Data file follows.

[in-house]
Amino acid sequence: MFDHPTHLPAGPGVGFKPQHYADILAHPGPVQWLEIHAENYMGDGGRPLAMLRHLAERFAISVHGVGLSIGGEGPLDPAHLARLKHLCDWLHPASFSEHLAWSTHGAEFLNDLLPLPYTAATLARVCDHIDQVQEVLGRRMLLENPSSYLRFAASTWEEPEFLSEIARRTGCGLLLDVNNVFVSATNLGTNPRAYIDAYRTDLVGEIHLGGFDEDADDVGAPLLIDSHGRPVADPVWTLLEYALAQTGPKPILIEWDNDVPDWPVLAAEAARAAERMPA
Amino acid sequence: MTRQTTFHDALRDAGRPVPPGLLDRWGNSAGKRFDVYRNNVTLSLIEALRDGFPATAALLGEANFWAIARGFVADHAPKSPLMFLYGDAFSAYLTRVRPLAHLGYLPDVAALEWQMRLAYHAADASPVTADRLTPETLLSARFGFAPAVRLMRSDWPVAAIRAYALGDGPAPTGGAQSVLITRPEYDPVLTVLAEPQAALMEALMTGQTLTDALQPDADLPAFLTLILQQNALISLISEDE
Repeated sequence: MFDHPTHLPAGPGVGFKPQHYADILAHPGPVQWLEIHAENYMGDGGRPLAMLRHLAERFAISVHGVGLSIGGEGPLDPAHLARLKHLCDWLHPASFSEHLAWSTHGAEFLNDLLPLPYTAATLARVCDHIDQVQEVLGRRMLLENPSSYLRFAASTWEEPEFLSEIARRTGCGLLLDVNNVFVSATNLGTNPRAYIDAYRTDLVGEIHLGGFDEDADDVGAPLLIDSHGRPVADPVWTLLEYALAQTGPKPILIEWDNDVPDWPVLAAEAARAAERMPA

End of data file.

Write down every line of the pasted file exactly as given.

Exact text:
[in-house]
Amino acid sequence: MFDHPTHLPAGPGVGFKPQHYADILAHPGPVQWLEIHAENYMGDGGRPLAMLRHLAERFAISVHGVGLSIGGEGPLDPAHLARLKHLCDWLHPASFSEHLAWSTHGAEFLNDLLPLPYTAATLARVCDHIDQVQEVLGRRMLLENPSSYLRFAASTWEEPEFLSEIARRTGCGLLLDVNNVFVSATNLGTNPRAYIDAYRTDLVGEIHLGGFDEDADDVGAPLLIDSHGRPVADPVWTLLEYALAQTGPKPILIEWDNDVPDWPVLAAEAARAAERMPA
Amino acid sequence: MTRQTTFHDALRDAGRPVPPGLLDRWGNSAGKRFDVYRNNVTLSLIEALRDGFPATAALLGEANFWAIARGFVADHAPKSPLMFLYGDAFSAYLTRVRPLAHLGYLPDVAALEWQMRLAYHAADASPVTADRLTPETLLSARFGFAPAVRLMRSDWPVAAIRAYALGDGPAPTGGAQSVLITRPEYDPVLTVLAEPQAALMEALMTGQTLTDALQPDADLPAFLTLILQQNALISLISEDE
Repeated sequence: MFDHPTHLPAGPGVGFKPQHYADILAHPGPVQWLEIHAENYMGDGGRPLAMLRHLAERFAISVHGVGLSIGGEGPLDPAHLARLKHLCDWLHPASFSEHLAWSTHGAEFLNDLLPLPYTAATLARVCDHIDQVQEVLGRRMLLENPSSYLRFAASTWEEPEFLSEIARRTGCGLLLDVNNVFVSATNLGTNPRAYIDAYRTDLVGEIHLGGFDEDADDVGAPLLIDSHGRPVADPVWTLLEYALAQTGPKPILIEWDNDVPDWPVLAAEAARAAERMPA